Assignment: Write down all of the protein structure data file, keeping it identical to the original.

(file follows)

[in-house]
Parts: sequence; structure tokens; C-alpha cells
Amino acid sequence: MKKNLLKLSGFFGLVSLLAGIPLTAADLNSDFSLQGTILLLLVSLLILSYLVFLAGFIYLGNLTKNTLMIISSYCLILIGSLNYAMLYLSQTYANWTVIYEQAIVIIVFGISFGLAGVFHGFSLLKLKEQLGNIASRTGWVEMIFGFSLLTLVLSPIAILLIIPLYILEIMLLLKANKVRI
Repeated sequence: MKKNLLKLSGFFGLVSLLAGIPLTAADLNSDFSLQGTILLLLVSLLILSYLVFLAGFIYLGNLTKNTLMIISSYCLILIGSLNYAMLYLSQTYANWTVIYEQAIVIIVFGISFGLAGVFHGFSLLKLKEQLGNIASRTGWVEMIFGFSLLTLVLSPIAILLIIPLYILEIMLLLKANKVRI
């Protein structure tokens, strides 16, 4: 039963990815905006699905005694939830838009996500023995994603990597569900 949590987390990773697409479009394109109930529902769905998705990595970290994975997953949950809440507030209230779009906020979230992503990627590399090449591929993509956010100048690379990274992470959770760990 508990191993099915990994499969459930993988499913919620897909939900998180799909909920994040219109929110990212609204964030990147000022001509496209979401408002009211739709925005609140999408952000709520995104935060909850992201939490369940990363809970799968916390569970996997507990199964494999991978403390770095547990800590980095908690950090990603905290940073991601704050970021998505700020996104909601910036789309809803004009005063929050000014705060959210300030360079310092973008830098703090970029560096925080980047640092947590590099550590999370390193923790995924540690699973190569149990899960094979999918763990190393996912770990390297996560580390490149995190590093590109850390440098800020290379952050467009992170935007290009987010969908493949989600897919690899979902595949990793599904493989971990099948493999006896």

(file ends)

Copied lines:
[in-house]
Parts: sequence; structure tokens; C-alpha cells
Amino acid sequence: MKKNLLKLSGFFGLVSLLAGIPLTAADLNSDFSLQGTILLLLVSLLILSYLVFLAGFIYLGNLTKNTLMIISSYCLILIGSLNYAMLYLSQTYANWTVIYEQAIVIIVFGISFGLAGVFHGFSLLKLKEQLGNIASRTGWVEMIFGFSLLTLVLSPIAILLIIPLYILEIMLLLKANKVRI
Repeated sequence: MKKNLLKLSGFFGLVSLLAGIPLTAADLNSDFSLQGTILLLLVSLLILSYLVFLAGFIYLGNLTKNTLMIISSYCLILIGSLNYAMLYLSQTYANWTVIYEQAIVIIVFGISFGLAGVFHGFSLLKLKEQLGNIASRTGWVEMIFGFSLLTLVLSPIAILLIIPLYILEIMLLLKANKVRI
């Protein structure tokens, strides 16, 4: 039963990815905006699905005694939830838009996500023995994603990597569900 949590987390990773697409479009394109109930529902769905998705990595970290994975997953949950809440507030209230779009906020979230992503990627590399090449591929993509956010100048690379990274992470959770760990 508990191993099915990994499969459930993988499913919620897909939900998180799909909920994040219109929110990212609204964030990147000022001509496209979401408002009211739709925005609140999408952000709520995104935060909850992201939490369940990363809970799968916390569970996997507990199964494999991978403390770095547990800590980095908690950090990603905290940073991601704050970021998505700020996104909601910036789309809803004009005063929050000014705060959210300030360079310092973008830098703090970029560096925080980047640092947590590099550590999370390193923790995924540690699973190569149990899960094979999918763990190393996912770990390297996560580390490149995190590093590109850390440098800020290379952050467009992170935007290009987010969908493949989600897919690899979902595949990793599904493989971990099948493999006896």